Hypersonics

As illustrated by NASA’s recent successful landing of Curiosity on Mars, one of the most dangerous and challenging aspects of any planetary exploration mission is a spacecraft's hypersonic entry into a planet's atmosphere. Achieving this goal will involve many missions over the coming years. Perhaps the most dangerous and challenging aspect of any mission is a spacecraft's hypersonic entry into a planet's atmosphere. The physical processes occurring around the spacecraft are quite complex and involve the synthesis of chemical kinetics, quantum mechanics, radiation physics, and ablation effects with fluid dynamics. To further complicate matters, the atmosphere is often rarefied and conventional fluid dynamic analysis is no longer applicable. Such high energy, high speed, rarefied conditions are very expensive and often impossible to reproduce in wind tunnels here on Earth. Actual flight tests are even more expensive and measured data is limited to that collected during the 1960's Mercury, Gemini, and Apollo programs. If numerical simulation can reproduce the experimental data that is available, it can then be used with confidence as a fast and inexpensive design tool for new spacecraft flying new missions.

At low altitudes (below ~80km for Earth) the atmosphere is sufficiently dense such that molecules undergo a vast number of collisions as they move over the spacecraft. Under these conditions the gas can accurately be assumed to behave as a continuum and the Navier-Stokes equations can be solved using methods from Computational Fluid Dynamics (CFD). CFD methods are very mature and are capable of incorporating advanced physical models such as chemical and thermal non-equilibrium, radiation, and even ablation. For very high altitudes (above ~100km for Earth) the atmosphere is rarefied to the point where molecules undergo far fewer collisions invalidating the continuum assumptions inherent in the Navier-Stokes equations. In this regime the most mature numerical method is the direct simulation Monte Carlo (DSMC) method which is also capable of incorporating advanced physical models. Since the DSMC method simulates the gas on the molecular scale it provides accurate results in all regimes, however under continuum conditions, large numbers of particles and collisions demand impractical computational resources. Thus, in general, the DSMC method is used to simulate atmospheric entry at high altitudes and CFD is used at lower altitudes. Of course there is a large overlap regime in which the flow around the spacecraft exhibits regions of both continuum flow and non-equilibrium or rarefied flow. For this reason current research is not only focused on using CFD and DSMC to simulate the aerothermodynamics of atmospheric entry, but also focuses on incorporating these methods into a hybrid particle-continuum code.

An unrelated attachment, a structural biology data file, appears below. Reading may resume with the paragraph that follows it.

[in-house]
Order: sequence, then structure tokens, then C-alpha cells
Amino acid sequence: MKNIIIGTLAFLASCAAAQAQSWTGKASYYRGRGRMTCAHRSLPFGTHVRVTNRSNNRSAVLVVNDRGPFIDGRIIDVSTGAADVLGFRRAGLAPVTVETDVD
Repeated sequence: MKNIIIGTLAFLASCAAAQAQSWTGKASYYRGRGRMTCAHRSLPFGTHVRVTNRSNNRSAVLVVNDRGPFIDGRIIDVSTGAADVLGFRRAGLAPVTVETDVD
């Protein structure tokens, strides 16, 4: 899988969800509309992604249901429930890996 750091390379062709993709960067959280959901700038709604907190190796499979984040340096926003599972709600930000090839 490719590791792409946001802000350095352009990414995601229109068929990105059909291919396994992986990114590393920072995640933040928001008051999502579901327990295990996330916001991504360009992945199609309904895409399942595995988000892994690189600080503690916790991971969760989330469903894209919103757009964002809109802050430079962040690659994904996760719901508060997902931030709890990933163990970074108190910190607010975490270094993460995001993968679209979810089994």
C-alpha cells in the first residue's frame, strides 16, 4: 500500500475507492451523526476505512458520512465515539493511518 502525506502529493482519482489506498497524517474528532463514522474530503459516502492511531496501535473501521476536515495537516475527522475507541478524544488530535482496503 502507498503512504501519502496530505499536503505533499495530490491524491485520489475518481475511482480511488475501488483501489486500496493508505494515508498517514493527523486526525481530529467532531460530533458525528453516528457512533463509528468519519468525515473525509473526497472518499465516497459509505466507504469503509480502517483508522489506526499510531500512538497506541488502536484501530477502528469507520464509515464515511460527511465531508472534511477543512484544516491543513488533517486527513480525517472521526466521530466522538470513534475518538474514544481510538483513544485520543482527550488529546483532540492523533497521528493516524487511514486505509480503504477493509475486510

Current Work:

Previous Work: